My chum Tim and I watch a film every week, taking it in turns to pick. The only catch? Each film has to be linked to the previous one by a shared actor. We’re on the hunt for classics we’ve missed, hidden gems and films to reappraise now we’re, uh, getting older.
We finished up our Robert Redford season with The Sting, which is still rather good.
It was back to the warm embrace of Paul Newman, and I had first pick. We’ve already tackled a few Newman films as part of CRFC – The Sting of course, plus Butch Cassidy, Pocket Money, Harper, The Life and Times of Judge Roy Bean, The Prize and Torn Curtain. I had a look through his filmography and had to stop myself getting too overwhelmed. Limiting myself to just his 50s and 60s output I had a list of ten films I was pretty keen to try, but one stood out above the others – Sweet Bird of Youth.
Sweet Bird of Youth and me
Sweet Bird of Youth is an adaptation of a Tennessee Williams play. I’ve not seen it on stage or read the play (and his plays are worth reading, not just seeing – his stage directions are wonderful; here’s an excerpt from the stage directions of A Streetcar Named Desire: ‘Her delicate beauty must avoid a strong light. There is something about her uncertain manner, as well as her white clothes, that suggests a moth.’). A few weeks back we watched The Chase, which I described as being a sub-Tennessee Williams melodrama. Ever since I’ve been hankering after a bit of the proper stuff, and so here we are. Other than its provenance I know nothing about it going in.
Sweet Bird of Youth (1962): Drifter Chance Wayne returns to his hometown after many years of trying to make it in the movies. Arriving with him is a faded film star he picked up along the way, Alexandra Del Lago. 7.4 stars
Well this was exactly what Doctor Melodrama ordered.
- An Oscar-winning performance as a controlling patriarch from Ed Begley (not junior)? Tick.
- Faded star with all the airs and lack of graces you might expect? Tick.
- Son stewing with emasculated rage? Tick.
- Lovelorn daughter waiting, but not hoping, for the return of her troubled sweetheart? Tick.
- Town that’s wired like a powderkeg and ready to blow? Tick.
- Paul Newman as a drifter who likes taking his shirt off? DOUBLE TICK.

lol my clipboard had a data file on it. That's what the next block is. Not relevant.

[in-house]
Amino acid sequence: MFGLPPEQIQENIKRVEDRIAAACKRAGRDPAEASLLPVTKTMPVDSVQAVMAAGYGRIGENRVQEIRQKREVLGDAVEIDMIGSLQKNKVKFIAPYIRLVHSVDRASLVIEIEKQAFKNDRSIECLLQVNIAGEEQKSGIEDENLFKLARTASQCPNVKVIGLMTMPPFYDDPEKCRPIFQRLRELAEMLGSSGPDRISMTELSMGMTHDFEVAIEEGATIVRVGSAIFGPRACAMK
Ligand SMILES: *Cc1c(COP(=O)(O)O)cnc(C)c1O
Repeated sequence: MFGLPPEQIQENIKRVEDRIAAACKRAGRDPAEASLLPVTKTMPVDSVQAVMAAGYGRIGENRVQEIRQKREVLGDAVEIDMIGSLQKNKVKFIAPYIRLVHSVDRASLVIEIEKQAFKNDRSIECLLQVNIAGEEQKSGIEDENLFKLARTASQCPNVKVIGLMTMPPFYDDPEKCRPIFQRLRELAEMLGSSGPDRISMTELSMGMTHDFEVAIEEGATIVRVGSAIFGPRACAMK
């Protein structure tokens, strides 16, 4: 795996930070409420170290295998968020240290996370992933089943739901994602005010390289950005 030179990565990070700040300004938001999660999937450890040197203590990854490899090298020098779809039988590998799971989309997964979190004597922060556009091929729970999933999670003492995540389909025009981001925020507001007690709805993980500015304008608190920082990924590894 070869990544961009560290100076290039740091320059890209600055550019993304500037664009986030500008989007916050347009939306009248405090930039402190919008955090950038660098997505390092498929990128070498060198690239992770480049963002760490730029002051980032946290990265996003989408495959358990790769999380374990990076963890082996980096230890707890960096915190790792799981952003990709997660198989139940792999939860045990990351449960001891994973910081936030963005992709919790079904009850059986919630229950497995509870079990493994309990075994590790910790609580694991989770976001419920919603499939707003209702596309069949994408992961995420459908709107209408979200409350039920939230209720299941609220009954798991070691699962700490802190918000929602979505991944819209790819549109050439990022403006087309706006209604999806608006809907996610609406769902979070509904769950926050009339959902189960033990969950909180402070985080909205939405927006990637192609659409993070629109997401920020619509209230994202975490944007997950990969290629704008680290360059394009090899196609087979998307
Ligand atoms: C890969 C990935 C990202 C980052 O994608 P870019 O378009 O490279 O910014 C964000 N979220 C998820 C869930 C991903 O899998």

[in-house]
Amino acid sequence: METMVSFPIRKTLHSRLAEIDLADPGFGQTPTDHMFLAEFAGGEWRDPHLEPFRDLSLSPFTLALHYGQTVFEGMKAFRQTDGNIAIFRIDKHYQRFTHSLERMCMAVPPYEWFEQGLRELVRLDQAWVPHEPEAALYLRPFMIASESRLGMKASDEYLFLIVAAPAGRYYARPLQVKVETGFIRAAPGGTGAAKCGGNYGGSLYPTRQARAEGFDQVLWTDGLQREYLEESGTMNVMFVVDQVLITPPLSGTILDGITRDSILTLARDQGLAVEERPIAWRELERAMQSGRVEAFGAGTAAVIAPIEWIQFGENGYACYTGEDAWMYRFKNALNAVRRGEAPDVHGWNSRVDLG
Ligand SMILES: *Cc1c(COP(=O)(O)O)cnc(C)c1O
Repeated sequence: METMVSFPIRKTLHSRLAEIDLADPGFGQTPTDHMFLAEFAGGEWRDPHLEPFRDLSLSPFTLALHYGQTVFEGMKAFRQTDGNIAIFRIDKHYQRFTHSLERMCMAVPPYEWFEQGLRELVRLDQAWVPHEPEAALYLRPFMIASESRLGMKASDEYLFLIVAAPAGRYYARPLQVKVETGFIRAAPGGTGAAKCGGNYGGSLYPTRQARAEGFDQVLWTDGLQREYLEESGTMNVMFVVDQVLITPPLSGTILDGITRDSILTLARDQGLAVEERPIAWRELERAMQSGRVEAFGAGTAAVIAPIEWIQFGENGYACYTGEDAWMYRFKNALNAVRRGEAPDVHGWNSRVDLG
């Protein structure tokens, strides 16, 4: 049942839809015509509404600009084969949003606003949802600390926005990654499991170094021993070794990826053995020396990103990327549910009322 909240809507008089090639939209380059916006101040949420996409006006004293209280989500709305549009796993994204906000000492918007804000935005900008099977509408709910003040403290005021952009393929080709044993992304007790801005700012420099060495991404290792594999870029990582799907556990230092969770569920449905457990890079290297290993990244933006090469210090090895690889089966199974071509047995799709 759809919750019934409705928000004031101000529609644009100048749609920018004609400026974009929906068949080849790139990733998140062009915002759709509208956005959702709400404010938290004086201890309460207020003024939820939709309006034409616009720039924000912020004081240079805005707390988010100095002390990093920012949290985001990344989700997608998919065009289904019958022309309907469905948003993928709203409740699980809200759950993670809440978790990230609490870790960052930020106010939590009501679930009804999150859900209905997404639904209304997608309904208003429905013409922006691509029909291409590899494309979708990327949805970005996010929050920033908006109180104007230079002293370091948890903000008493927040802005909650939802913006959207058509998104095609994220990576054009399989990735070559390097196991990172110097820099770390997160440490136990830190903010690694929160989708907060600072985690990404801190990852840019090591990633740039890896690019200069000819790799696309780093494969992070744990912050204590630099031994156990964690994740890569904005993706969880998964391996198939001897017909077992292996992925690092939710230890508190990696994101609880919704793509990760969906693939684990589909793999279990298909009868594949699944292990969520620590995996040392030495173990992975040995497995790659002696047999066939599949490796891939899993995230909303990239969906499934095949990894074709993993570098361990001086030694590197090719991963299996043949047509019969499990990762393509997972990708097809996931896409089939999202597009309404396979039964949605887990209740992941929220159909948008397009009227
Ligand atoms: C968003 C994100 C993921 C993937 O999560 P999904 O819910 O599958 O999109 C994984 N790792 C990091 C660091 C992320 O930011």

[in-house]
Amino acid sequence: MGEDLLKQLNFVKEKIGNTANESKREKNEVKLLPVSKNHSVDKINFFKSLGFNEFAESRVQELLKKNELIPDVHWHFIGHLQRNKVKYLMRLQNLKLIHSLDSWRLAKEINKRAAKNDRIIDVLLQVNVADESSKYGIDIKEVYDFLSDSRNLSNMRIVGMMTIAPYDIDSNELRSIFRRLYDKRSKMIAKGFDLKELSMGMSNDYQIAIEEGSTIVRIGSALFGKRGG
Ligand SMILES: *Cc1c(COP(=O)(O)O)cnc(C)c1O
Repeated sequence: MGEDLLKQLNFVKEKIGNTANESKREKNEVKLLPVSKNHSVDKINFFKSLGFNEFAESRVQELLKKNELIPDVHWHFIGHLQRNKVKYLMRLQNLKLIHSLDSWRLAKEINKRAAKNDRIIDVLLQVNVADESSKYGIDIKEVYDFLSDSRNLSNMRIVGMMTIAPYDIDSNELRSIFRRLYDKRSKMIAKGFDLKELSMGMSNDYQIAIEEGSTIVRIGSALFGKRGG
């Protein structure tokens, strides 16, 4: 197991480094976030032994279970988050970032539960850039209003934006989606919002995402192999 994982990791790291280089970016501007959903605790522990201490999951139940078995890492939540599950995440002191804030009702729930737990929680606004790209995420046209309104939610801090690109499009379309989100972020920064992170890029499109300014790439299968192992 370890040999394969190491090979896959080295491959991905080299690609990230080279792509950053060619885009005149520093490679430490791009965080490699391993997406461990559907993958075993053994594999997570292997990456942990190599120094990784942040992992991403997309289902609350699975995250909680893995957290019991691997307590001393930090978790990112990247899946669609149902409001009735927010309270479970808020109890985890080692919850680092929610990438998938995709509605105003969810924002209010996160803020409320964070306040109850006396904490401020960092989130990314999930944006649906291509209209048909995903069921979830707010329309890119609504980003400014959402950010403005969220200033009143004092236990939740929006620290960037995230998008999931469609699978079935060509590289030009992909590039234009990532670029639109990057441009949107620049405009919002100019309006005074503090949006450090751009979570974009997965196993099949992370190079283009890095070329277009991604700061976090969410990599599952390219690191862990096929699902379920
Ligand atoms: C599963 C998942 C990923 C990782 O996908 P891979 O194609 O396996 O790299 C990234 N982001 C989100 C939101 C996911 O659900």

It’s a brilliant, heady trip below the surface of a small town, secrets being revealed like scabs being picked off a wound. The central relationship between Newman’s drifter (Chance Wayne, would you believe) and Geraldine Page’s glamourpuss Alexandra Del Lago is steamy in a way I wasn’t quite expecting for 1962. It’s where those Newman gifs come from.
Ed Begley is delightfully horrible as the town bigwig, particularly in a tense scene with his long-term mistress, and a young Rip Torn is his perfectly malevolent brat of a son.
The whole thing is heavy like a late summer sun, exactly the way Tennessee Williams should be. Except… (SPOILERS AHEAD)
While some aspects were more daring than I expected, the censors took the explosive ending and turned it into a blank. In the film, the lovelorn daughter’s pregnancy and illegal abortion is changed to venereal disease leading to a hysterectomy. Still pretty hard stuff for the early 60s. But then at the very close of the film Chance Wayne is beaten up and told never to return, as “no woman is going to want him now…” He’s been whacked in the face a couple of times, but is otherwise pretty unaffected. In the play… he’s castrated. Bit stronger, right? And it unfortunately completely deflates everything that’s come before, everything that has been building to this pivotal, unspeakable moment.
Still very much worth watching though, as up until that final moment it’s pitch perfect.
A great effort, but a shame it didn’t quite have the balls to go all the way. Impotent at the climax. A bit limp at the end. You get the idea. Now for a NEW CATEGORY:
Paul Newman Shirtless-o-meter
I’ve still got a long list of Newman films just from two decades of his career that I want to see, but will Tim humour me with one of them or pick something a bit more recent? We shall see…